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Blog / Lung Health

What is a Lung Blood Clot?

Nov. 25 2019 by Sheherzad Raza Preisler Blog Editor
What is a Lung Blood Clot?

Our lungs keep us alive by ridding our bodies of carbon dioxide, a waste product we produce, and exchanging it with oxygen found in the air around us; oxygen is an essential component of many of our bodily functions. The lungs themselves are a pair of organs, each shaped like a pyramid and connected to our windpipes by our right and left bronchi, which themselves branch into smaller bronchioles. 

The blood found in our lungs is the substance responsible for facilitating the carbon dioxide and oxygen gas exchange. The pulmonary artery carries shuttles deoxygenated blood to miniscule air sacs called alveoli, which permit rapid gas exchange. 

As the pulmonary artery follows our bronchi, it repeatedly branches and becomes smaller. And as the pulmonary arteries branch closer to the alveoli, they turn into the pulmonary capillary network, which is comprised of tiny vessels with thin walls that mirror the alveoli structure and bronchioles. 

There are various issues that can arise within our lungs, many of which can be life-threatening conditions. One such condition is called a pulmonary embolism. It’s characterized by being a blockage in one of the pulmonary arteries, and is sometimes called a “lung blood clot.” Pulmonary embolisms are most often caused by blood clots that have traveled from the legs (or other body parts in rare cases) to the lungs. Blockages could, however, on occasion be caused by other substances, such as:

  • Air bubbles
  • Part of a tumor
  • Fat from the marrow of a broken, long bone
  • Collagen or another type of tissue

The condition can be life threatening because the clots block the flow of blood to the lungs, but rapid intervention dramatically decreases one’s risk of mortality. According to the Mayo Clinic, you can protect yourself against pulmonary embolisms by preventing clotting in your legs.

There are a variety of risk factors that may increase your risk of developing a pulmonary embolism, such as:

  • Prolonged immobility. If you have been on bed rest for a long time, or are taking a long trip in a car or plane, there’s a higher chance you’ll develop blood clots.
  • Cancer. Specific cancers (ovarian, lung, pancreatic, or metastasized ones) may increase the levels of substances that aid in blood clotting, as does chemotherapy.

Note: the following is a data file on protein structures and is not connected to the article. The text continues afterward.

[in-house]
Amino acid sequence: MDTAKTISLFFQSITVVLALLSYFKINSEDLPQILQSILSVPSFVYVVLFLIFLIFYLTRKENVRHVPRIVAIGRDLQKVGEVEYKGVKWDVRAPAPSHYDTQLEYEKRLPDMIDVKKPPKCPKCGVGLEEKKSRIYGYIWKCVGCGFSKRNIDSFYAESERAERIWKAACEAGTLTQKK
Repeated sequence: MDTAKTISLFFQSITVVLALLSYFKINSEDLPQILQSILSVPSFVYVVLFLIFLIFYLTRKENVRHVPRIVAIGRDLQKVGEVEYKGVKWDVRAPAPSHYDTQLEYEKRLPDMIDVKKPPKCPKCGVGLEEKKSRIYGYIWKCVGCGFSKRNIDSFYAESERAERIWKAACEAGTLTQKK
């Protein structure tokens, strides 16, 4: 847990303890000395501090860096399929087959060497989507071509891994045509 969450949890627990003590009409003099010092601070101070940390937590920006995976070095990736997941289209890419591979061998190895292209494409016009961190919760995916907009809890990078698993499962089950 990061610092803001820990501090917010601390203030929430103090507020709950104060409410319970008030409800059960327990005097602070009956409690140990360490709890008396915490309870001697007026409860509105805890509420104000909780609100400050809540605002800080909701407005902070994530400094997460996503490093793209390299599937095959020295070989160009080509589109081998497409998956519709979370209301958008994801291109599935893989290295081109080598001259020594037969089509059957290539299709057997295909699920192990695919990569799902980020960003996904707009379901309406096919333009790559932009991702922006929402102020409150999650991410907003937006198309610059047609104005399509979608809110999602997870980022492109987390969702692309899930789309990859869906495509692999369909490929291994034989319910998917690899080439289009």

• Heart disease. Heart disease–especially heart failure–increases your likelihood of experiencing the formation of clots.
  • Pregnancy. The weight of the baby pressing on pelvic veins during pregnancy may slow the return of blood from the legs, thereby increasing your chance of developing blood clots.
  • Smoking. Tobacco use may predispose some individuals to blood clots for reasons that experts don’t yet fully understand; this risk factor is compounded when combined with other ones.
  • Being overweight. Excess weight increases your risk of blood clots, especially if you’re a female smoker or have high blood pressure.
  • Supplemental estrogen. Individuals who are on hormone replacement therapy or taking birth control pills with estrogen in them may increase the presence of clotting factors in your blood; this is compounded if you are overweight or a smoker.
  • Surgery. Medication to prevent blood clots might be given before or after major surgery–like joint replacement–because surgery is one of the major causes of blood clots.

The symptoms associated with a pulmonary embolism can be very different depending on the size of the clot(s), how much of the lung is affected, and whether or not you have an underlying heart or lung issue. Common symptoms include:

  • A cough that could also produce bloody sputum.
  • Shortness of breath, that often appears suddenly and always worsens with exertion.
  • Chest pain that could feel like you’re experiencing a heart attack. The pain worsens with exertion but doesn’t go away if you’re resting. 

Other signs could include:

  • Fever
  • Excessive sweating
  • Dizziness or lightheadedness
  • A rapid or irregular heartbeat
  • Clammy or discolored skin
  • Leg pain or swelling (or both), generally in the calf

The Mayo clinic says that you should immediately seek medical attention if you experience inexplicable chest pain, shortness of breath, or a cough that produces bloody sputum.